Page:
There’s a new scam going around – and if your family name is from South Asia, there’s a chance you already know about it. If the scam sounds familiar, that’s because it’s been around for years, targeting one group, then another. Right now, the people being targeted seem to be from India and Pakistan; tomorrow: who can say?
Assistant Director, Consumer & Business Education, FTC
At the FTC, we’ve been warning people away from foreign lottery scams for years. So when one of our colleagues recently got an official-looking mailer from Canada, titled “RE: PRIZE WINNING NOTIFICATION,” we turned to our own advice to check it out.
As part of the Federal Trade Commission's ongoing efforts to stop scammers who target older people, the operator of a bogus precious metals telemarketing scheme that bilked millions of dollars from them is permanently banned from selling any investment opportunity under a settlement with the agency.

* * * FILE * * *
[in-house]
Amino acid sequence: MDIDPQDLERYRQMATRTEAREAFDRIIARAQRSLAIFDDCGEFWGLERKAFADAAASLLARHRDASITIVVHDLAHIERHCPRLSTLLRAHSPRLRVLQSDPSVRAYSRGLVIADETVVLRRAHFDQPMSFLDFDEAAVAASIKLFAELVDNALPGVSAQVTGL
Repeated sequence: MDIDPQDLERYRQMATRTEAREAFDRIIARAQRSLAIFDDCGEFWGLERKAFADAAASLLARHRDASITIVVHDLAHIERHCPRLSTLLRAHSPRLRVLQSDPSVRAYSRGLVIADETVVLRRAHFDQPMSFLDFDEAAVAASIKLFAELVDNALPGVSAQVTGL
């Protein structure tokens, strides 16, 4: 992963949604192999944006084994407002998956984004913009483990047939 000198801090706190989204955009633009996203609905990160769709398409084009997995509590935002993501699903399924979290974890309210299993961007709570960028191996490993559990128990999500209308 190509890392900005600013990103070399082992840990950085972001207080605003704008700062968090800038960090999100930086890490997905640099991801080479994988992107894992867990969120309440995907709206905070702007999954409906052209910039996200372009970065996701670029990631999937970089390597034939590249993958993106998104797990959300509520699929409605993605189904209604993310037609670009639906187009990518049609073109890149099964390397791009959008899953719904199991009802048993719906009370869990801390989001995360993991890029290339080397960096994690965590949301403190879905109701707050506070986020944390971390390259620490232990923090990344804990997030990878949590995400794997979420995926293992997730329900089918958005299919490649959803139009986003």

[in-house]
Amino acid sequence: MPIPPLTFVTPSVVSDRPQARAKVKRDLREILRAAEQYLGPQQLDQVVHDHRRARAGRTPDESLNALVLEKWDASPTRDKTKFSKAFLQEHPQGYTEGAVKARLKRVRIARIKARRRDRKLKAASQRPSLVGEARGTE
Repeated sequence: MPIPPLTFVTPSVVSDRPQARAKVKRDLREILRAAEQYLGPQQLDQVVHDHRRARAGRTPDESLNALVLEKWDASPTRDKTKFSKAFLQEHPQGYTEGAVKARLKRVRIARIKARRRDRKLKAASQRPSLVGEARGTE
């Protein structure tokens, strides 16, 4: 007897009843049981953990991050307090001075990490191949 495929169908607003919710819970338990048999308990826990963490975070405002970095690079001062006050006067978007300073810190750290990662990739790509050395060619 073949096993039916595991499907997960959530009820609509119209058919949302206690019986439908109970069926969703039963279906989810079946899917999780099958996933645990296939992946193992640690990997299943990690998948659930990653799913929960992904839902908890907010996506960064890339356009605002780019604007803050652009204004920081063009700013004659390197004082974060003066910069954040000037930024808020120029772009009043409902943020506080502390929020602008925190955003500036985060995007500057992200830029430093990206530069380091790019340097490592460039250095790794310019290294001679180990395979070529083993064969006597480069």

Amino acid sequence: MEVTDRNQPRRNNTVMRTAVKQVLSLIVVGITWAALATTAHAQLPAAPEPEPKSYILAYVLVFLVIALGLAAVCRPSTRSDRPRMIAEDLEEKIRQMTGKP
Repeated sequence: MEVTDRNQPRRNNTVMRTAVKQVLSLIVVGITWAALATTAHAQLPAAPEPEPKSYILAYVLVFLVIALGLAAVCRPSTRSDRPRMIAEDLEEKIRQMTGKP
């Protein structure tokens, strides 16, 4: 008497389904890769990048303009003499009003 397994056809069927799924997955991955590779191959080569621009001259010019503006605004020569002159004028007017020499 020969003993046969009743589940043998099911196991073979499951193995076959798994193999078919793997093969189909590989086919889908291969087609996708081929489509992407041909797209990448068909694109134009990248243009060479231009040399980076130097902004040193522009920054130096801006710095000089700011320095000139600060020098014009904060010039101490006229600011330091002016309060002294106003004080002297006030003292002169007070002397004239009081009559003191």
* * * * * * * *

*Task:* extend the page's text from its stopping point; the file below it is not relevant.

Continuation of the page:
Here’s a tip that’s worth repeating:
Don’t click on a link in a text message you get on your phone that says you’ve won a terrific prize or a gift card. Don’t reply either. It’s probably a scam.
The Federal Trade Commission settled charges with a group of marketers that were part of a scheme that sent millions of unsolicited spam text messages promoting supposedly free merchandise like $1,000 gift cards for Wal-Mart and Best Buy.
Ever thought about responding to an enticing email or ad saying you could make money working from home? Then you might be interested to hear about the FTC’s case against the Coaching Department and its related companies, which the FTC alleges strung people along in a three-part scam that raked in tens of millions of dollars. For out-of-work people who got caught up in this business opportunity scam, it was a problem that went from bad to worse.
Free grants for regular people? The chance at some string-free money might seem like a godsend. But promises of free grants are just another scam to get your money.
That was the case with Cash Grant Institute, the FTC says. In fact, the man behind the scam — Paul Navestad — was ordered to pay more than $20 million. But he didn’t. So today the FTC announced that a federal judge has ordered Navestad to be jailed until he pays up.